There are several types of small business loans, including Small Business Administration (SBA) loans, working capital loans, term loans and equipment loans. These loans help small businesses, typically companies with up to 300 employees, fund their operations. Local businesses—like landscapers, hair salons, restaurants or family-owned grocers—and sole proprietors—such as freelancers who still have a traditional day job—also can apply.

Small business loans typically have more qualification requirements than personal loans, especially if you’re applying for an SBA loan. However, the rewards are well worth it because these loans can give your business the financing it needs to grow. Alternative business financing methods, like invoice factoring or merchant cash advances, may be more costly, leaving small business loans as the best option for business financing.

10. Title Loans

Title loans are another type of secured loan where you pledge the title for a vehicle you own—such as a car, truck or RV—as collateral. Your loan limit typically is anywhere between 25% to 50% of your car’s value, evaluated by the lender. Lenders that offer title loans also charge a monthly fee of 25% of the loan amount, which translates to an annual percentage rate (APR) of at least 300%, making these a costly financing option.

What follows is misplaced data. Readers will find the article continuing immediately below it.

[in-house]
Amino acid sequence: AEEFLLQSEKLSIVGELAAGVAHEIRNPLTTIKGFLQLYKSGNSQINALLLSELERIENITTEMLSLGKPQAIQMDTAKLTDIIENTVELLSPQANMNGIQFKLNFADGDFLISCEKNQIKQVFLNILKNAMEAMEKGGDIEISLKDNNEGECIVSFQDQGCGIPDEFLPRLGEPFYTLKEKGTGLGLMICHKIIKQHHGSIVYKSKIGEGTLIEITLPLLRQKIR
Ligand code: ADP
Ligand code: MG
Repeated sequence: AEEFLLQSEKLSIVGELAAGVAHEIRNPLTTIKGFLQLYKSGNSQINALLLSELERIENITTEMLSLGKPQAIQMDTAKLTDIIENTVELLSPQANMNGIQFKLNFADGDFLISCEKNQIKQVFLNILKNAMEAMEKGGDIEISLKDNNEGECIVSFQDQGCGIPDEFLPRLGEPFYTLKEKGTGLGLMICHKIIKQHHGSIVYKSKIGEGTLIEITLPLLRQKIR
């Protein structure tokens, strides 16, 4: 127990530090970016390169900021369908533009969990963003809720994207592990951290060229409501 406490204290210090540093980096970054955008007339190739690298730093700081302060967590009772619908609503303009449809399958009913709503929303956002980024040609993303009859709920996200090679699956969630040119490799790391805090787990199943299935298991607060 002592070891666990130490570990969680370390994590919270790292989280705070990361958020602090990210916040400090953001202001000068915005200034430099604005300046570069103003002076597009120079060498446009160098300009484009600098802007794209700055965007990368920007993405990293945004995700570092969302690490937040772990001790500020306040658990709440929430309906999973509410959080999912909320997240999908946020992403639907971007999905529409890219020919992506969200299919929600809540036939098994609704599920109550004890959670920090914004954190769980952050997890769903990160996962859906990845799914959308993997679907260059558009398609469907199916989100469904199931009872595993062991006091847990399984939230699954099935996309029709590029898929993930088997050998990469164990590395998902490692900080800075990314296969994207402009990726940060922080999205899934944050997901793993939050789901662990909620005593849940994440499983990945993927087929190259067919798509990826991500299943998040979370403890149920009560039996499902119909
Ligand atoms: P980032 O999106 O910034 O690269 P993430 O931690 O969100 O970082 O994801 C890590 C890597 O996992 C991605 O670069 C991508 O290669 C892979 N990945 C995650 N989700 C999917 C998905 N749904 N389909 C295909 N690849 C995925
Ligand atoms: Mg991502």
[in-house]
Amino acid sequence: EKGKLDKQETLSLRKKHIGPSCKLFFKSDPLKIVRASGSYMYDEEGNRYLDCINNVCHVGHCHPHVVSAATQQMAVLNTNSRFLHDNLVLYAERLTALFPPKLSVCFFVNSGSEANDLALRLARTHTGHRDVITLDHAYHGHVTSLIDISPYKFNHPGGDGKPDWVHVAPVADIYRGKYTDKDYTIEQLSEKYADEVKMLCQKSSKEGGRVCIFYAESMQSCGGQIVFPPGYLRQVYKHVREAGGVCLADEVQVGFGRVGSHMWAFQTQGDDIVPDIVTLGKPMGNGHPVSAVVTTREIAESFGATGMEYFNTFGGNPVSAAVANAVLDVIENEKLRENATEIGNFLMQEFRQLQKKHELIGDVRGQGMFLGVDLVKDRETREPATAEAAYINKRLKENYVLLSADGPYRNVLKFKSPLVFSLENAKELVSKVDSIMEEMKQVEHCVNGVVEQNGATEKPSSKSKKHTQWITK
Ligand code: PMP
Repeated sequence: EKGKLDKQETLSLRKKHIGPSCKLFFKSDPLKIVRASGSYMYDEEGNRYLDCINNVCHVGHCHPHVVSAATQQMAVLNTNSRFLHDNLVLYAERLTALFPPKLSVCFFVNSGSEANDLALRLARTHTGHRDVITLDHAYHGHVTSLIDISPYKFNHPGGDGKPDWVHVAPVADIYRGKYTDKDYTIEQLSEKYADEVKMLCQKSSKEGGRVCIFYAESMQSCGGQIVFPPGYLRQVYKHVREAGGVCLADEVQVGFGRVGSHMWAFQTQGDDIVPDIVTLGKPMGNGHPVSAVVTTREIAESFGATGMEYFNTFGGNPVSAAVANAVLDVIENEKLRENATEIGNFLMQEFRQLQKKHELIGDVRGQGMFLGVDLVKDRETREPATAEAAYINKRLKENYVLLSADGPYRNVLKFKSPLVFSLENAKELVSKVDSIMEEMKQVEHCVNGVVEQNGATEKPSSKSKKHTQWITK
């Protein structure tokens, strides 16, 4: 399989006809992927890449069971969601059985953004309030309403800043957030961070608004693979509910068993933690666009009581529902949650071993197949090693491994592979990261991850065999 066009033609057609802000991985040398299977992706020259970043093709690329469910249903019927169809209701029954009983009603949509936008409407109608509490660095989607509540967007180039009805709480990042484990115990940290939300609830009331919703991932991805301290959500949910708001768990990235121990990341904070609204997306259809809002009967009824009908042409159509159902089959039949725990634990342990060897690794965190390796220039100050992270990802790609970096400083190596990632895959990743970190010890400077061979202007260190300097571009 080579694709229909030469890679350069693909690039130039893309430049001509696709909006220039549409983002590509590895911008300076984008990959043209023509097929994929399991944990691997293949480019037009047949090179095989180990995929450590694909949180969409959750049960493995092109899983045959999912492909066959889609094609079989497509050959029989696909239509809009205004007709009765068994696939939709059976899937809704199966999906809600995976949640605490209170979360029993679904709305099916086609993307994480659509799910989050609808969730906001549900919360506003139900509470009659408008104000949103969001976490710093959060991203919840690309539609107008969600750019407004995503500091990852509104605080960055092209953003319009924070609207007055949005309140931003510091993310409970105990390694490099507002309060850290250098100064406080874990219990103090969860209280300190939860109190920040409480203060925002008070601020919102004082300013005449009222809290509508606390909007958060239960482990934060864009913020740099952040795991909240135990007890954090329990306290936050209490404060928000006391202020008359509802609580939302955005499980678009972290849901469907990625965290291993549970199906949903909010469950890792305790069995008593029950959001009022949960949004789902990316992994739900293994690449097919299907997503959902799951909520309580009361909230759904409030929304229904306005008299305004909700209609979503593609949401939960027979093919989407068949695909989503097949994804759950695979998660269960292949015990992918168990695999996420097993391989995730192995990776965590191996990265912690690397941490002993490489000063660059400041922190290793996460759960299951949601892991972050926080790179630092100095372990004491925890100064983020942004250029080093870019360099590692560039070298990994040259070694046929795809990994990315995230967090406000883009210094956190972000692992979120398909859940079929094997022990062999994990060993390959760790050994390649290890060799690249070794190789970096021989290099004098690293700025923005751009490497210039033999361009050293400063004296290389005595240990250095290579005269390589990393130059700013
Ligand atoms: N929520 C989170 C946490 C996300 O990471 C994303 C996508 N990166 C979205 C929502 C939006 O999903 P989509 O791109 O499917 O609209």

These loans are different from traditional auto or RV loans for a few reasons:

  • They charge very high rates.
  • You give the title to the lender as collateral for the loan.
  • They’re short-term loans, typically up to 30 days.

Thus, title loans generally fall in the same category as payday loans: they’re very expensive, short-term, small-dollar loans that are often considered predatory.

11. Pawnshop Loans

Pawnshop loans are another type of loan we usually don’t recommend because they’re very expensive, have small loan limits and require quick repayment. To get a pawnshop loan, you’ll bring something of value to the pawnbroker, such as a power tool, a piece of jewelry or a musical instrument.

The pawnbroker will assess the item, and if they offer you a loan, it’ll typically be worth 25% to 60% of the item’s resale value. You’ll receive a pawn ticket, which you’ll need when you return to repay the loan, typically within 30 days. If you don’t return, or if you lose your ticket, the pawnbroker gets to keep your item to resell and recoup their money.